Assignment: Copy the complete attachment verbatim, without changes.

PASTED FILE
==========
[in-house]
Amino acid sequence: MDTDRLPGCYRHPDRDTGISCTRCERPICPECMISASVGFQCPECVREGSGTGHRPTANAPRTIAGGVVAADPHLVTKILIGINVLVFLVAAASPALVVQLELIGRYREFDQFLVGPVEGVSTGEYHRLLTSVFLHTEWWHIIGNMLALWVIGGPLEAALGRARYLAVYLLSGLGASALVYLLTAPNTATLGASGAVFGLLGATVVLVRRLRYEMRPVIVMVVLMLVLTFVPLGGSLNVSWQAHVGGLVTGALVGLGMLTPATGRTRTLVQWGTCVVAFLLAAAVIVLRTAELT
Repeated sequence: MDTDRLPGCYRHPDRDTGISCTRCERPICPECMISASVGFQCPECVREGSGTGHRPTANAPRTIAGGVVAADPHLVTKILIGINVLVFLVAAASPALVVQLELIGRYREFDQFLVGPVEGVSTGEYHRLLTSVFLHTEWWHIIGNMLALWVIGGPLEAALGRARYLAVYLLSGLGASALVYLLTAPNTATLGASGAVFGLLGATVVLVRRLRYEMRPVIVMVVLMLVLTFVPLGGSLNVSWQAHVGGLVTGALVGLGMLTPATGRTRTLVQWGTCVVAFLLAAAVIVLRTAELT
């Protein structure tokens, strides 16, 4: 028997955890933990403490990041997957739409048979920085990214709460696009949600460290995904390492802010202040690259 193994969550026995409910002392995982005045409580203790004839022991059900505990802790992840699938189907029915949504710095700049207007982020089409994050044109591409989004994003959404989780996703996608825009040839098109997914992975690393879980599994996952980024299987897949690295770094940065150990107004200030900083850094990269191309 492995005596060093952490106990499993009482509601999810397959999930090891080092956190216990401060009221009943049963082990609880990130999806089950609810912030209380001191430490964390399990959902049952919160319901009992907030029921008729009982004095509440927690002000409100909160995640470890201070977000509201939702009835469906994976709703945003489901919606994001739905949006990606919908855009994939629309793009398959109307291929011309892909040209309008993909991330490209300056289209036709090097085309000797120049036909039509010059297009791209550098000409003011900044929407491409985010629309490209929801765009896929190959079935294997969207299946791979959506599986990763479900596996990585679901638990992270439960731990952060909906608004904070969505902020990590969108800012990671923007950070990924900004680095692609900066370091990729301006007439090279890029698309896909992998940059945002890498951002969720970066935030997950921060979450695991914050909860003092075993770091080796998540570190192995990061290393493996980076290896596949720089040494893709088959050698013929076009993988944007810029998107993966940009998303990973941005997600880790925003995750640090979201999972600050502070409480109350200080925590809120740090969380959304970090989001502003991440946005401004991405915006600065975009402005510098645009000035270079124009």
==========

[in-house]
Amino acid sequence: MDTDRLPGCYRHPDRDTGISCTRCERPICPECMISASVGFQCPECVREGSGTGHRPTANAPRTIAGGVVAADPHLVTKILIGINVLVFLVAAASPALVVQLELIGRYREFDQFLVGPVEGVSTGEYHRLLTSVFLHTEWWHIIGNMLALWVIGGPLEAALGRARYLAVYLLSGLGASALVYLLTAPNTATLGASGAVFGLLGATVVLVRRLRYEMRPVIVMVVLMLVLTFVPLGGSLNVSWQAHVGGLVTGALVGLGMLTPATGRTRTLVQWGTCVVAFLLAAAVIVLRTAELT
Repeated sequence: MDTDRLPGCYRHPDRDTGISCTRCERPICPECMISASVGFQCPECVREGSGTGHRPTANAPRTIAGGVVAADPHLVTKILIGINVLVFLVAAASPALVVQLELIGRYREFDQFLVGPVEGVSTGEYHRLLTSVFLHTEWWHIIGNMLALWVIGGPLEAALGRARYLAVYLLSGLGASALVYLLTAPNTATLGASGAVFGLLGATVVLVRRLRYEMRPVIVMVVLMLVLTFVPLGGSLNVSWQAHVGGLVTGALVGLGMLTPATGRTRTLVQWGTCVVAFLLAAAVIVLRTAELT
């Protein structure tokens, strides 16, 4: 028997955890933990403490990041997957739409048979920085990214709460696009949600460290995904390492802010202040690259 193994969550026995409910002392995982005045409580203790004839022991059900505990802790992840699938189907029915949504710095700049207007982020089409994050044109591409989004994003959404989780996703996608825009040839098109997914992975690393879980599994996952980024299987897949690295770094940065150990107004200030900083850094990269191309 492995005596060093952490106990499993009482509601999810397959999930090891080092956190216990401060009221009943049963082990609880990130999806089950609810912030209380001191430490964390399990959902049952919160319901009992907030029921008729009982004095509440927690002000409100909160995640470890201070977000509201939702009835469906994976709703945003489901919606994001739905949006990606919908855009994939629309793009398959109307291929011309892909040209309008993909991330490209300056289209036709090097085309000797120049036909039509010059297009791209550098000409003011900044929407491409985010629309490209929801765009896929190959079935294997969207299946791979959506599986990763479900596996990585679901638990992270439960731990952060909906608004904070969505902020990590969108800012990671923007950070990924900004680095692609900066370091990729301006007439090279890029698309896909992998940059945002890498951002969720970066935030997950921060979450695991914050909860003092075993770091080796998540570190192995990061290393493996980076290896596949720089040494893709088959050698013929076009993988944007810029998107993966940009998303990973941005997600880790925003995750640090979201999972600050502070409480109350200080925590809120740090969380959304970090989001502003991440946005401004991405915006600065975009402005510098645009000035270079124009």